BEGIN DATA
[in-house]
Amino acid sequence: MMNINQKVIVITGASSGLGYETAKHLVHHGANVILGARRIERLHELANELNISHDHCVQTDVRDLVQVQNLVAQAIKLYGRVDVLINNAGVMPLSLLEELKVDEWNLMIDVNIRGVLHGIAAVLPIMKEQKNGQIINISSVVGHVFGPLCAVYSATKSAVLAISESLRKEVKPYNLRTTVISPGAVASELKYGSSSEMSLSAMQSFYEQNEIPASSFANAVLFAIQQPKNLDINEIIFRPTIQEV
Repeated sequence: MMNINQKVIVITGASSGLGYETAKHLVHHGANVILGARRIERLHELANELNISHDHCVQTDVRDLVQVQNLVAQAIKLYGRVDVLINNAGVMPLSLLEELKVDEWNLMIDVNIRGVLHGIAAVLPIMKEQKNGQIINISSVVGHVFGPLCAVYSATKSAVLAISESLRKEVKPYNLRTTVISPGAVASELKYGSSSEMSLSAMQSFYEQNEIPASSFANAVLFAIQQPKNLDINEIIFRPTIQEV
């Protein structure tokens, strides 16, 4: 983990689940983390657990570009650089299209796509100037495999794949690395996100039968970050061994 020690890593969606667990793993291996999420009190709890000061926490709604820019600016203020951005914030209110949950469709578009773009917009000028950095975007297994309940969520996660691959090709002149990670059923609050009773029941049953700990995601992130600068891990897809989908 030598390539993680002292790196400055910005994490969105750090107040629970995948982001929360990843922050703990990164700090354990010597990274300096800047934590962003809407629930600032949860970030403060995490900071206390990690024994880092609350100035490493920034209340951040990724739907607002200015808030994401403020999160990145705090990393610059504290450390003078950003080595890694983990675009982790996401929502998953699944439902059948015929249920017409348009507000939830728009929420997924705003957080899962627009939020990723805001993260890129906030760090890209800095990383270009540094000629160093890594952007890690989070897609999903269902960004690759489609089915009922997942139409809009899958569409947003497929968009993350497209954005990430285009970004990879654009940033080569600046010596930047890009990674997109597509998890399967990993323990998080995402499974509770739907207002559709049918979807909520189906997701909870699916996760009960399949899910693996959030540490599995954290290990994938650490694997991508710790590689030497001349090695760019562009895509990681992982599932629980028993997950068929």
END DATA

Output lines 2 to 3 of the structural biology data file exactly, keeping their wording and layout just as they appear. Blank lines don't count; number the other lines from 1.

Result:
Amino acid sequence: MMNINQKVIVITGASSGLGYETAKHLVHHGANVILGARRIERLHELANELNISHDHCVQTDVRDLVQVQNLVAQAIKLYGRVDVLINNAGVMPLSLLEELKVDEWNLMIDVNIRGVLHGIAAVLPIMKEQKNGQIINISSVVGHVFGPLCAVYSATKSAVLAISESLRKEVKPYNLRTTVISPGAVASELKYGSSSEMSLSAMQSFYEQNEIPASSFANAVLFAIQQPKNLDINEIIFRPTIQEV
Repeated sequence: MMNINQKVIVITGASSGLGYETAKHLVHHGANVILGARRIERLHELANELNISHDHCVQTDVRDLVQVQNLVAQAIKLYGRVDVLINNAGVMPLSLLEELKVDEWNLMIDVNIRGVLHGIAAVLPIMKEQKNGQIINISSVVGHVFGPLCAVYSATKSAVLAISESLRKEVKPYNLRTTVISPGAVASELKYGSSSEMSLSAMQSFYEQNEIPASSFANAVLFAIQQPKNLDINEIIFRPTIQEV